By Becci Robbins
SC Progressive Network Communications Director
Following the federal court ruling that approved a substantially modified version of South Carolina’s voter ID law, SC Progressive Network Director Brett Bursey called the venture “very expensive theater.”
The ruling begins by noting “South Carolina’s new (photo ID) law…does not require a photo ID to vote.”
While Gov. Nikki Haley crowed, “This is not just a win for South Carolina, this is a win for our country,” and state Attorney General Alan Wilson hailed the ruling as a vindication of Republican state legislators, the law the court approved is not the one that went to Washington.
District Court Judge Bates said in his opinion, “Act 54 as now pre-cleared is not the Act 54 that was enacted in May 2011,” when signed by Gov. Haley.
While the Court acknowledged “an absence of recorded incidents of in-person voter fraud in South Carolina,” it found that “preventing voter fraud and increasing electoral confidence are legitimate” reasons for the law.
“After several years of divisive and racially charged debate on this unnecessary law,” Bursey said, “after $2 million in taxpayer money spent defending it, and several million more dollars to implement it, our photo ID law will not require voters to have a photo ID to vote.”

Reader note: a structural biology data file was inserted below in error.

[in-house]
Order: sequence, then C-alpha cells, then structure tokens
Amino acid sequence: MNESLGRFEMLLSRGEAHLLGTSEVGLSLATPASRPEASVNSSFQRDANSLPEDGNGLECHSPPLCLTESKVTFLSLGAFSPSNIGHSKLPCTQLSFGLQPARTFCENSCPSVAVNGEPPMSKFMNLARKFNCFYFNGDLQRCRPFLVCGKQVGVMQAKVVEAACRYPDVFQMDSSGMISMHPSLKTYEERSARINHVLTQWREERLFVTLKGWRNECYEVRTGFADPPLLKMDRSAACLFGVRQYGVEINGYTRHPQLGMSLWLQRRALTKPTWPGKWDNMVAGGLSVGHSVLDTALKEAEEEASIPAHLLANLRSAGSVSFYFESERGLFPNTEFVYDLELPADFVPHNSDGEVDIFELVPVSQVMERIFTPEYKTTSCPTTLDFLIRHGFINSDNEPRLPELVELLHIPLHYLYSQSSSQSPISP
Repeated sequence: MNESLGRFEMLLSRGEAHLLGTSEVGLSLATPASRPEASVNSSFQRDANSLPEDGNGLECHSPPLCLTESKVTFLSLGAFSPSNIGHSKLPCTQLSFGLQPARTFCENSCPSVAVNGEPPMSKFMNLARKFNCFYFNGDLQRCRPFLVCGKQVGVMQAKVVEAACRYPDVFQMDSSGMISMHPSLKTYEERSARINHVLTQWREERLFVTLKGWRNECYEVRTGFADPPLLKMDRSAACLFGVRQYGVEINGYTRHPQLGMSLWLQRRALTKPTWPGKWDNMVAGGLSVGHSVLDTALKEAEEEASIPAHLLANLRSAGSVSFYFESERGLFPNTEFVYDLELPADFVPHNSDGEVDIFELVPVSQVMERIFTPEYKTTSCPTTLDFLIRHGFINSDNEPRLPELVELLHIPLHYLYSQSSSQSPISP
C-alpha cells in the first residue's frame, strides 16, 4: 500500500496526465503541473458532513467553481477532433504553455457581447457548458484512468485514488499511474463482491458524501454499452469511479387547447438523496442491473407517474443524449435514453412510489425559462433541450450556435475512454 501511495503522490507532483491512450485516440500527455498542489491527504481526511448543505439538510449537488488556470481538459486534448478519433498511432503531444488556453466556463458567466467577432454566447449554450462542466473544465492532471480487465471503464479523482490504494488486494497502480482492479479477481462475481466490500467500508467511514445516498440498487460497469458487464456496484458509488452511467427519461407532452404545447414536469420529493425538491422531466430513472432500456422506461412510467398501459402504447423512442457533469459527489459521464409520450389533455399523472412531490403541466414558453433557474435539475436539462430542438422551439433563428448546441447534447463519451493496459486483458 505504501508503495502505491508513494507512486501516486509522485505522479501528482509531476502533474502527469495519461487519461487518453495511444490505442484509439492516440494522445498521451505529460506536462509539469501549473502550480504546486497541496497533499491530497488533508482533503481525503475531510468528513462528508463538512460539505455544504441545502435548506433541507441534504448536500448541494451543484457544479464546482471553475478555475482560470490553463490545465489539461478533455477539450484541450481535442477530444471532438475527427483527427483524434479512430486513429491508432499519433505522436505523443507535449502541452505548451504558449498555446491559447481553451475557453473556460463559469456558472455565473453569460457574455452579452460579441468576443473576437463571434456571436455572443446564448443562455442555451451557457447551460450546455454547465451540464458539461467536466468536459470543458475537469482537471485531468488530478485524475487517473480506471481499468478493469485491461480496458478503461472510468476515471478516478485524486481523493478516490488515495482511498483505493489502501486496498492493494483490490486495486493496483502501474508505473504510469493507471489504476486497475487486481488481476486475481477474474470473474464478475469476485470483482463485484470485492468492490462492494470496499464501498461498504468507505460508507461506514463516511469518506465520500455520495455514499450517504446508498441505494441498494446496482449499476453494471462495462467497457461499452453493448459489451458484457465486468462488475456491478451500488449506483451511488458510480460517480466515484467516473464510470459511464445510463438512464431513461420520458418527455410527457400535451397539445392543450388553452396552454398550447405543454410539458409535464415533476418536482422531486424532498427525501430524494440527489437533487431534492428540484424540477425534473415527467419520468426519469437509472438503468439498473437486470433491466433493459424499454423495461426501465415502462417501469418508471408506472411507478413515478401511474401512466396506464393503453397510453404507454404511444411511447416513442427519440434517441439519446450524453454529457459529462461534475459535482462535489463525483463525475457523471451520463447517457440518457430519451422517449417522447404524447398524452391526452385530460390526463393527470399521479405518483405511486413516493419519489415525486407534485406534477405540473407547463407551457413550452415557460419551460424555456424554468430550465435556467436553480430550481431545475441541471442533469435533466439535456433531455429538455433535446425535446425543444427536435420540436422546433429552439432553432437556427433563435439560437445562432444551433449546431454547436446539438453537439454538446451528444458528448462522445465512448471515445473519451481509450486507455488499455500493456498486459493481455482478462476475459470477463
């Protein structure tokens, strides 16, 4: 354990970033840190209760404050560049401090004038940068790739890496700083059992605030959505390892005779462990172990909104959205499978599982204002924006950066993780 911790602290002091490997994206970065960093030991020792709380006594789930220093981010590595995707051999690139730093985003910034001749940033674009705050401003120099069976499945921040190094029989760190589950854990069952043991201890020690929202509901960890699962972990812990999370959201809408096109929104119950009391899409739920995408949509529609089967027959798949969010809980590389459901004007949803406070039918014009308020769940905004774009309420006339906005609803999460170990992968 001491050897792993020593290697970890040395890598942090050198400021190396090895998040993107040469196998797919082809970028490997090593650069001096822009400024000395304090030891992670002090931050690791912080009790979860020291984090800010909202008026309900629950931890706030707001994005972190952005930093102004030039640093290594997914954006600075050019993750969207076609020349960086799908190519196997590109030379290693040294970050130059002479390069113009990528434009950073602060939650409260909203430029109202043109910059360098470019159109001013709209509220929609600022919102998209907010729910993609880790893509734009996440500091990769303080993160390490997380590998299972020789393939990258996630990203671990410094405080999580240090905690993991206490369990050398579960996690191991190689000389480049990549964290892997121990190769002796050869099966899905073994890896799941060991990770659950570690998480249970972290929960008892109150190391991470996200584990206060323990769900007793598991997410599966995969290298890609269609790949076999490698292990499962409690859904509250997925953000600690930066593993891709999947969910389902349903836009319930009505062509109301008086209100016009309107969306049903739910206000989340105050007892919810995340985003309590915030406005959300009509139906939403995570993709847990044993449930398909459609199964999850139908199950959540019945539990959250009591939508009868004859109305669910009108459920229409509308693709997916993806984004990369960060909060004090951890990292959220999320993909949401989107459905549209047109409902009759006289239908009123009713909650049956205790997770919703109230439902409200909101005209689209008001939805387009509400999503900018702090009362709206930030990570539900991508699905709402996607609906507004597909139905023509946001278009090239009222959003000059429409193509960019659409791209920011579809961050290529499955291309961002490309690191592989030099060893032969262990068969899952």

The original law allowed a voter to claim a “reasonable impediment” to not having a photo ID, and left it to the county board of elections to determine whether the reason was legitimate. Today’s ruling said that the reason for not having a photo ID “is to be determined by the individual voter, not the poll manager or county board. So long as the reason given by the voter is not a lie, an individual voter may express any one of of the many conceivable reasons why he or she has not obtained a photo ID…voters with the non-photo voter registration card…may still vote without a photo ID.”
Judge Baker wrote, “It is understandable that the [Dept. of Justice] and the intervenors [including the SC Progressive Network] in this case, would raise serious concerns about South Carolina’s voter photo ID law as it then stood.”
The governor’s victory dance notwithstanding, Judge Baker concluded, “One cannot doubt the vital function that Section 5 of the Voting Rights Act has played here. Without the review process under the voting Rights Act South Carolina’s voter photo ID law certainly would have been more restrictive.”
Calling it political theater, Bursey said, “The grandstanding on this issue by the governor and the Republican majority of the legislature comes at a very real cost to taxpayers, voters and election workers. It is partisan politics at its worst.”
The law will go into effect in 2013.
Delores Freelon has been jumping through hoops for more than a year trying to obtain a SC photo ID. In August, she testified in front of the three-judge panel in Washington, DC.